Brainstorm what’s going to get in your way
Obstacles are inevitable and out of your control. They’re easier to overcome if you’re prepared for them.
Imagine yourself overcoming obstacles
Identify ways obstacles can be overcome using strategies you already know how to use and imagine them working for you on your way to your goal.
Use the cravings buster exercise
The cravings buster exercise helps train you to switch your attention from craving imagery to goal imagery. Find out more about it and how to use it here.
Celebrate your successes
Inevitably there will be obstacles; similarly, there are guaranteed successes to be experienced (no matter how small they may be).
The second core component helps you bring attention to those successes and incorporate their memory into your plan.
Conquering obstacles on your way to achieving your goal is like fighting the mythical medusa: no matter how many heads you cut off (the heads being obstacles conquered in this analogy) there is always one more to grow back in its place.
Obstacles are going to keep getting in your way. The only way to get passed is to keep conquering them again and again.
FIT prepares you for this by continually anticipating risky situations and using imagery to develop and rehearse coping strategies.
Functional Imagery Training
Components 1 and 2 are designed to help you develop emotionally-charged imagery of your goal and your path towards it using all your senses.
Core component 3 (Functional imagery training) is where the rubber meets the road. It has 1 main goal:
Make your imagery practice automatic
This is done by pairing imagery with an everyday behavioral cue (e.g. washing your hands, climbing the stairs, etc.).
At first you’re going to have to consciously think about the association. I’m washing my hands now… oh right, I’m supposed to visualize achieving my goal… and repeat.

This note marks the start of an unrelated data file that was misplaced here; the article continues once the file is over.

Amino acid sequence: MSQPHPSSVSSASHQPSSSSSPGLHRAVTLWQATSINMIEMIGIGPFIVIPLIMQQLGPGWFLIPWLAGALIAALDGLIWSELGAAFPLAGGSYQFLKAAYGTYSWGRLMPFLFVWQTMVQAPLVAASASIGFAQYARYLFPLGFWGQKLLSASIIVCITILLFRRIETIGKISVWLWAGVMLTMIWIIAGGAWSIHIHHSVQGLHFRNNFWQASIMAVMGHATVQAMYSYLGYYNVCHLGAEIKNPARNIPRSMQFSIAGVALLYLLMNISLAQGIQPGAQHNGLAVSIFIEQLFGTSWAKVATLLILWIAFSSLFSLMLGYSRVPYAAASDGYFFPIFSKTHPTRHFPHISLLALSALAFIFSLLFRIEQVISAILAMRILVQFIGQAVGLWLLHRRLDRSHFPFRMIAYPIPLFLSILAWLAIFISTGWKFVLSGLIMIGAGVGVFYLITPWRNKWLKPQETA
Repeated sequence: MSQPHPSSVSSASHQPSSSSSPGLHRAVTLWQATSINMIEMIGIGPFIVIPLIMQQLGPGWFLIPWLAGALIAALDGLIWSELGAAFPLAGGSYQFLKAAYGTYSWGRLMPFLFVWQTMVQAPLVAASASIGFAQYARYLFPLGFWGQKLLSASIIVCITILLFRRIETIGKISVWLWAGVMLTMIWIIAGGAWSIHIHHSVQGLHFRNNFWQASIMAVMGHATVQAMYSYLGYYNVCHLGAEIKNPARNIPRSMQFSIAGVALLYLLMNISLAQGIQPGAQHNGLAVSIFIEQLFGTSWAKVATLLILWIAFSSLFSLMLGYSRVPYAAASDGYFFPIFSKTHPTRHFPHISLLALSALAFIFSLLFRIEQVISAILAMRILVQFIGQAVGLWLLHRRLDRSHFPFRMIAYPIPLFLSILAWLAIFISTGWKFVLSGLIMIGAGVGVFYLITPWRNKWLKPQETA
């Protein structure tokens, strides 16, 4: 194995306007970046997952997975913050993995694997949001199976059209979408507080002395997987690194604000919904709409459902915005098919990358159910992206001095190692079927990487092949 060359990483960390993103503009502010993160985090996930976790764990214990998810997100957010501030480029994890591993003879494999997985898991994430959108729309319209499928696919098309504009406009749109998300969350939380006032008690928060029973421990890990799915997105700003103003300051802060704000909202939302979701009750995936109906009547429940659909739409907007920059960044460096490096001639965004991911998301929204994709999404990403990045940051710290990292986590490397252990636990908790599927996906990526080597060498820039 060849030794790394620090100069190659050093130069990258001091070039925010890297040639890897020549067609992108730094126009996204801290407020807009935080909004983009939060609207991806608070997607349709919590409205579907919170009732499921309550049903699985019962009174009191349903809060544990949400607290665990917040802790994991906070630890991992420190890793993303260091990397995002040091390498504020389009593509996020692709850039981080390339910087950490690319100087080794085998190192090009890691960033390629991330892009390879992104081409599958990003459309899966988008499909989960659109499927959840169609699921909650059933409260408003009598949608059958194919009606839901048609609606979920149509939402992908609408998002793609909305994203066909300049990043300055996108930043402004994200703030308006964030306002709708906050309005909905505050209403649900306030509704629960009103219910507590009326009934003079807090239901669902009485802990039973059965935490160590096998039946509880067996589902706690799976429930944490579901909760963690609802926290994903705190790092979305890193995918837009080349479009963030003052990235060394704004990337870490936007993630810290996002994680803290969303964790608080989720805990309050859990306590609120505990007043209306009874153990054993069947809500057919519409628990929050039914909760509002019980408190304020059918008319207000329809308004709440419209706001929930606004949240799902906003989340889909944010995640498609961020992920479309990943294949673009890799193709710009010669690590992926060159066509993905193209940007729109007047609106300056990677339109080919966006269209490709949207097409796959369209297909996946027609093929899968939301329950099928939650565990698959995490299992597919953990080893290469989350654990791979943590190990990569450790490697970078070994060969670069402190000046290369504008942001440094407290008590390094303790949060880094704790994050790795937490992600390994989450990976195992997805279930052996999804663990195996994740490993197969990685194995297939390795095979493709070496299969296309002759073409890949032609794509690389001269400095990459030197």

Eventually this will become habit. Without and conscious effort you’ll soon be imagining your success every time you turn the tap on.
How to incorporate FIT into your life
There’s plenty of resources about FIT available if you want to learn more about it and start practicing it on Plymouth University’s website.
A quicker approach is probably lying in your hand right now.
The psychologists who developed FIT have also created a mobile app that helps you work towards your goals using multisensory imagery. It’s called Goal in Mind.
It’s a tool that allows you to practice imagery and boost your confidence without constant practitioner input.
I have an Android phone and the download worked perfectly. I’m assuming it will work well for Apple users too.
How the app works:
Its really easy and straightforward:
Download the app and Goal in Mind will take you to a screen asking you to set your goal.
It then allows you to pick and store images that represent your goal and related behaviors, gives you access to guided imagery and mindfulness sessions, and allows you to track your practice and goal progress.
Practice regularly and you could experience some of the benefits of FIT in achieving your goals.
Give it a try and let me know how it works for you in the comments section!
Sources and further reading:
https://www.plymouth.ac.uk/research/psychology/functional-imagery-training – for more information about FIT and how to use it.
https://www.nature.com/articles/s41366-018-0122-1 – the published journal arcticle.